Overall, there is stuff to appreciate on A Somber Wind from a Distant Shore, but one hopes that Canis Dirus will have lots of time to surprise us with their growth in the coming and changing seasons.
Some albums take some time to get into. Migdal Bavel is one that rewards patience and careful listening.
Music has been incorporated into fashion since, well, forever.
The band t-shirt is a common article of clothing and music edition sneakers are a great way to support your favourite artist in style.
I’ve lost count of every time someone has questioned the indecipherable logo sprawled across my shirt: “Ola, what the hell does that say?” I simply reply “Oh this? Well, it’s Emperor”.
Apparently it’s pretty cold in Murmansk. Less chilly is Death Nord Kult, the latest release from Old Wainds. They hail from northern Russia, and thus it’s not overly surprising that their brand of black metal is all about darkness, the arctic, and geographical isolation.
The Corpse of Rebirth is not always an accessible record, but like many of the deeper novels from the historical period that have clearly influenced the band, the time devoted to it is well spent.
Originally released in 2008 in their homeland, Australian-based Ruins’ Cauldron is a solid cut of minimalist black metal that comes off as being fairly accessible.
With the rise of the blackened death metal sound, this record is a pleasant surprise. These Swedes make it evident that their creativity as a whole was expressed with much ease.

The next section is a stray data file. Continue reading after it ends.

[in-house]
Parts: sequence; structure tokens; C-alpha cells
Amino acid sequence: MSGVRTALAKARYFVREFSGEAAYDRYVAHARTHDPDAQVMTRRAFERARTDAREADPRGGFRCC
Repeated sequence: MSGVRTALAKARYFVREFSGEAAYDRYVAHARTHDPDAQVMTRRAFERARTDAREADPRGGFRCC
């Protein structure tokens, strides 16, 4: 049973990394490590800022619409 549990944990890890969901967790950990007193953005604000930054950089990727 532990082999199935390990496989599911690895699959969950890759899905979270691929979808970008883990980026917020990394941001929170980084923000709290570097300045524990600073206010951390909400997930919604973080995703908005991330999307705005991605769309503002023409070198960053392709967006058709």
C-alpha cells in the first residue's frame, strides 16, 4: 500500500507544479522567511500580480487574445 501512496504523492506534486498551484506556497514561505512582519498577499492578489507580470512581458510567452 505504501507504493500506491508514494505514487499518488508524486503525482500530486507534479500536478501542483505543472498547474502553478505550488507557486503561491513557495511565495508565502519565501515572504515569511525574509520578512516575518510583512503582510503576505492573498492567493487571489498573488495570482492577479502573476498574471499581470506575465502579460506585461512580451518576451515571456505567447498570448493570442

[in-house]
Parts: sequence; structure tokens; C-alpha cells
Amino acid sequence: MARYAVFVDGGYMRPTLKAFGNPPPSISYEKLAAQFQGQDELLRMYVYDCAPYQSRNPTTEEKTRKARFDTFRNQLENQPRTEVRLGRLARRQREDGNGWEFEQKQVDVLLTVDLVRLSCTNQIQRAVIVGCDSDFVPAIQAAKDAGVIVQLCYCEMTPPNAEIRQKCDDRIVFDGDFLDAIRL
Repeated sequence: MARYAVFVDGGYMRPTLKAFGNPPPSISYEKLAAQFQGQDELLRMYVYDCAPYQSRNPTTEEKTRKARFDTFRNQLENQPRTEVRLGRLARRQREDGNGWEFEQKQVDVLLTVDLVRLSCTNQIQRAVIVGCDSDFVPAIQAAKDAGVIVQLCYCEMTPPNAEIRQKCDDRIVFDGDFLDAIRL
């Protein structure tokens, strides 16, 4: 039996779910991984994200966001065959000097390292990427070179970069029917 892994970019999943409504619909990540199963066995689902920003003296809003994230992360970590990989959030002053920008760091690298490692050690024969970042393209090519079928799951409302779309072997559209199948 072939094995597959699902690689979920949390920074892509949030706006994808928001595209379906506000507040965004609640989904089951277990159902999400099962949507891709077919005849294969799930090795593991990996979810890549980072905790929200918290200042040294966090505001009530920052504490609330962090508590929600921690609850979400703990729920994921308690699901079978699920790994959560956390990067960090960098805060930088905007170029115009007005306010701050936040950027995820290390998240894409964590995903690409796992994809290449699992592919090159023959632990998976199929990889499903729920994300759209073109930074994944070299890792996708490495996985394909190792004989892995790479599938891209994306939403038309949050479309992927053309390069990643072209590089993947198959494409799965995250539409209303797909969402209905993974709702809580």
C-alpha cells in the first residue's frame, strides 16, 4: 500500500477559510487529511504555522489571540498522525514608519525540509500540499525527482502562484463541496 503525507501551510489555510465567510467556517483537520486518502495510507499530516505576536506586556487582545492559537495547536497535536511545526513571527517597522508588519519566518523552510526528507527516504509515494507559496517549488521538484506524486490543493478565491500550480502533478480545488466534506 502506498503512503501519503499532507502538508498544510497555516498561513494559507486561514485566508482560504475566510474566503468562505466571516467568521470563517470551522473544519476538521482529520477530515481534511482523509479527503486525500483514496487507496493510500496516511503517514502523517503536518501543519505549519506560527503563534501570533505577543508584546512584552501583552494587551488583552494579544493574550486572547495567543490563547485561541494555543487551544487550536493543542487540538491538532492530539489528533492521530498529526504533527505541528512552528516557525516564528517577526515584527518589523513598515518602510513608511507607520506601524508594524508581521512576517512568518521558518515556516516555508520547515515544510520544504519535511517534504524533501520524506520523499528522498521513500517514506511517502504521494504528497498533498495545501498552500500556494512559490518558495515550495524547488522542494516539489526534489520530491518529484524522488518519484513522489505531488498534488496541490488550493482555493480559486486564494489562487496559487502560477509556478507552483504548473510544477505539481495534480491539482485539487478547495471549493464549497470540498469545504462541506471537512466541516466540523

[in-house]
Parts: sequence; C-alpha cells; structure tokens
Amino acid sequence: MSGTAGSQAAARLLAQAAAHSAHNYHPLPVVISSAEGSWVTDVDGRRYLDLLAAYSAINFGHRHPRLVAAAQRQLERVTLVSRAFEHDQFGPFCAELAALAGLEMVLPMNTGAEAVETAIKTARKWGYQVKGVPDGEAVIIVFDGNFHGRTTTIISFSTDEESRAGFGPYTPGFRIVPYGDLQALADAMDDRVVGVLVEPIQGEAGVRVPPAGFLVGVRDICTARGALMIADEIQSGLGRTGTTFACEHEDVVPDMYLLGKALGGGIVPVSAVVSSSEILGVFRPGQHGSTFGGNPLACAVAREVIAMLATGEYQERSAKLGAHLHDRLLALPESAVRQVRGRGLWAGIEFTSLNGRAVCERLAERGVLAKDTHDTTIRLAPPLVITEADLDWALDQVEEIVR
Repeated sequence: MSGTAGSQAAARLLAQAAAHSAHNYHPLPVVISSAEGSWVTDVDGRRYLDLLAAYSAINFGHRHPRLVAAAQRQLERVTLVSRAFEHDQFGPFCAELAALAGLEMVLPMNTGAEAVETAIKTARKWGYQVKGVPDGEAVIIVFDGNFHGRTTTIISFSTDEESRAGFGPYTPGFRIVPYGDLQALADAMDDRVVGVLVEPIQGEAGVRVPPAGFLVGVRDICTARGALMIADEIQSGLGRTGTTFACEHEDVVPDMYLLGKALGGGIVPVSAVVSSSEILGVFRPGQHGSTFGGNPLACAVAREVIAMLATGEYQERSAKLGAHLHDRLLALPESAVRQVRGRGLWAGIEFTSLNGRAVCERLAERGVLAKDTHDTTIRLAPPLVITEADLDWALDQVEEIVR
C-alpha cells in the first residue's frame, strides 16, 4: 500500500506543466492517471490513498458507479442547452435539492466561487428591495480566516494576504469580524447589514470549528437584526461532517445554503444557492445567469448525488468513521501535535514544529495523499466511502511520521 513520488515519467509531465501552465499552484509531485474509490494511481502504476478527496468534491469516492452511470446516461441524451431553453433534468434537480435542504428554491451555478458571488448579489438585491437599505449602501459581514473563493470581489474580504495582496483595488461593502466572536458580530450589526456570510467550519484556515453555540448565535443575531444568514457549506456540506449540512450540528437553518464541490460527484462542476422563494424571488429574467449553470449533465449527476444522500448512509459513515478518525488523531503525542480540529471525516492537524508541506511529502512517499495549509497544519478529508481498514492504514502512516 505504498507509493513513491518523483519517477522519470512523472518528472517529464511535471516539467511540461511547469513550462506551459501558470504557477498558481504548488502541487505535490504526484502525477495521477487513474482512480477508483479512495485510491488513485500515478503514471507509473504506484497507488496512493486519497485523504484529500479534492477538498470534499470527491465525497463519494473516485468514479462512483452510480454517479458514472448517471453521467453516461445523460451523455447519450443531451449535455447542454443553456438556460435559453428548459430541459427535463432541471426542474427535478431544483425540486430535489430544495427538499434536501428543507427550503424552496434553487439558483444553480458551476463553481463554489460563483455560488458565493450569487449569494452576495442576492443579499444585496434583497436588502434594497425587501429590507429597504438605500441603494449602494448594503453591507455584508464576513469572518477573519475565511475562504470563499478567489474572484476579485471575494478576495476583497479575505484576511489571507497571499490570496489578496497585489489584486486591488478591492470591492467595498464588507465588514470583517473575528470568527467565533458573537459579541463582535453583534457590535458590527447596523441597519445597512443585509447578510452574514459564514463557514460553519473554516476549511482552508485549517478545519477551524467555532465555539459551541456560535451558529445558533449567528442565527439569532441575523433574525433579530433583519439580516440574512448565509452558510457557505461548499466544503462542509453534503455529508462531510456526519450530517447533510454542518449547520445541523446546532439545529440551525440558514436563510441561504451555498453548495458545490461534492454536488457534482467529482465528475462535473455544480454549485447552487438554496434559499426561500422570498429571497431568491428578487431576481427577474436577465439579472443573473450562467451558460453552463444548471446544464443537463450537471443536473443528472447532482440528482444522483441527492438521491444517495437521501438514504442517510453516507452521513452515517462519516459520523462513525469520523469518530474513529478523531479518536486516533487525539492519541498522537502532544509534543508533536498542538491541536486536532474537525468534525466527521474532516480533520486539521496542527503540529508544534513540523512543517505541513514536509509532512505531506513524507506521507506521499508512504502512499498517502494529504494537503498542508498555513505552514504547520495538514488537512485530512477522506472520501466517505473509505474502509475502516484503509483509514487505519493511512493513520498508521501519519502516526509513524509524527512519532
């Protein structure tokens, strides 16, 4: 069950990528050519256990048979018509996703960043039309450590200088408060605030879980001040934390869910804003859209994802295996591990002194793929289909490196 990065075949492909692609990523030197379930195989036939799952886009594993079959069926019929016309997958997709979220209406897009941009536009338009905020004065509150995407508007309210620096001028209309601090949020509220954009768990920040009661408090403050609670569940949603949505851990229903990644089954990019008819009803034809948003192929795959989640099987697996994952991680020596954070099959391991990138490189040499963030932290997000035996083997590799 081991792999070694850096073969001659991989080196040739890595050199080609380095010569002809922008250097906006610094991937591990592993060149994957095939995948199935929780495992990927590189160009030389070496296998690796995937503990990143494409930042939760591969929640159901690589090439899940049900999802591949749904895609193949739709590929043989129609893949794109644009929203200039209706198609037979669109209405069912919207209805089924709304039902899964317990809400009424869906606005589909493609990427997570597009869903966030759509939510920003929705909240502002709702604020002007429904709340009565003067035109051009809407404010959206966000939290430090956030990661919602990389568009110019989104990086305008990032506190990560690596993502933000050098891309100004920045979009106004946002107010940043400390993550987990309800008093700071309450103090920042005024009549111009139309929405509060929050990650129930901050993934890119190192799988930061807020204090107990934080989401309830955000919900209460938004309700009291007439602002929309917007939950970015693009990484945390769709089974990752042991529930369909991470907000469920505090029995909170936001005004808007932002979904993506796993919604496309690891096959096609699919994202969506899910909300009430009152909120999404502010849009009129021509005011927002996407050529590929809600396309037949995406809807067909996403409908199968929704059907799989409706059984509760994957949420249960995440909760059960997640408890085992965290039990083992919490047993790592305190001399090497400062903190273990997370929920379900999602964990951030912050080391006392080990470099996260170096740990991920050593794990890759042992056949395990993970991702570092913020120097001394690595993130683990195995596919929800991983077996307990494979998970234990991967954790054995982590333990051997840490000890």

Like Goatwhore, like Crucifist, Black Anvil is not so much preoccupied with the thin-sounding Scandinavian aspect of black metal (although we are privy to the odd melodic movement reminiscent of Dissection) as they are completely obsessed with the mid-1980s first wave of Bathory, Possessed, and early Celtic Frost, the kind of primitive, immediate, old school metal with crust-infused riffs thick enough to stick to your ribs.
Adrien Begrand reviews the fantastic new debut release by NYC black metal/punk trio Black Anvil.
Microcosmos is Drudkh’s first album for Season of Mist, but it carries no compromises for a potentially larger audience – Drudkh remains rewarding but also difficult. Their newest record is sophistication without veneer, a visceral and kaleidoscopic brew.
An unconventional way to combine black, death and thrash metal into one, Singapore’s Impiety deliver a merciless fist in the face with their latest release. Impiety prove that they are the self proclaimed ‘Asian Elite Satanic Majesty’ with their combative musical style.